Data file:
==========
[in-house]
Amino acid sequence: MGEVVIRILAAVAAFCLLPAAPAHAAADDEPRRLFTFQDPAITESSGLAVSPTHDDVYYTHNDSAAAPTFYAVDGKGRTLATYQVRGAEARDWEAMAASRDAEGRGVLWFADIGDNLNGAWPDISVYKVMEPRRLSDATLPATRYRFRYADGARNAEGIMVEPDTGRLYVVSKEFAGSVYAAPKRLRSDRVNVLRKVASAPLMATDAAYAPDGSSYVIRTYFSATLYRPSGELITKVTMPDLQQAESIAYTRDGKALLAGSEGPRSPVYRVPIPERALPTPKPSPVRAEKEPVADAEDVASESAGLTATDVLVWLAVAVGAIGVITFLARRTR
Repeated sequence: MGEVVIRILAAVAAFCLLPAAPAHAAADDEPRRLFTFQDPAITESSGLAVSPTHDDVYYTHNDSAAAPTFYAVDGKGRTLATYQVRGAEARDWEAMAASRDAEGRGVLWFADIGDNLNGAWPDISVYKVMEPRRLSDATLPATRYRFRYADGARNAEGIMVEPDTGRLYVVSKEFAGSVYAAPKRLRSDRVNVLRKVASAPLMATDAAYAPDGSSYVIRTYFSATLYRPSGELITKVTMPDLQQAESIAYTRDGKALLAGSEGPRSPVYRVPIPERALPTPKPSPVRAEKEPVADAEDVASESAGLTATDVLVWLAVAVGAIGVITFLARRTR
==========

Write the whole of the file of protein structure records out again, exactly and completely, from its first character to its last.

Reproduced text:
[in-house]
Amino acid sequence: MGEVVIRILAAVAAFCLLPAAPAHAAADDEPRRLFTFQDPAITESSGLAVSPTHDDVYYTHNDSAAAPTFYAVDGKGRTLATYQVRGAEARDWEAMAASRDAEGRGVLWFADIGDNLNGAWPDISVYKVMEPRRLSDATLPATRYRFRYADGARNAEGIMVEPDTGRLYVVSKEFAGSVYAAPKRLRSDRVNVLRKVASAPLMATDAAYAPDGSSYVIRTYFSATLYRPSGELITKVTMPDLQQAESIAYTRDGKALLAGSEGPRSPVYRVPIPERALPTPKPSPVRAEKEPVADAEDVASESAGLTATDVLVWLAVAVGAIGVITFLARRTR
Repeated sequence: MGEVVIRILAAVAAFCLLPAAPAHAAADDEPRRLFTFQDPAITESSGLAVSPTHDDVYYTHNDSAAAPTFYAVDGKGRTLATYQVRGAEARDWEAMAASRDAEGRGVLWFADIGDNLNGAWPDISVYKVMEPRRLSDATLPATRYRFRYADGARNAEGIMVEPDTGRLYVVSKEFAGSVYAAPKRLRSDRVNVLRKVASAPLMATDAAYAPDGSSYVIRTYFSATLYRPSGELITKVTMPDLQQAESIAYTRDGKALLAGSEGPRSPVYRVPIPERALPTPKPSPVRAEKEPVADAEDVASESAGLTATDVLVWLAVAVGAIGVITFLARRTR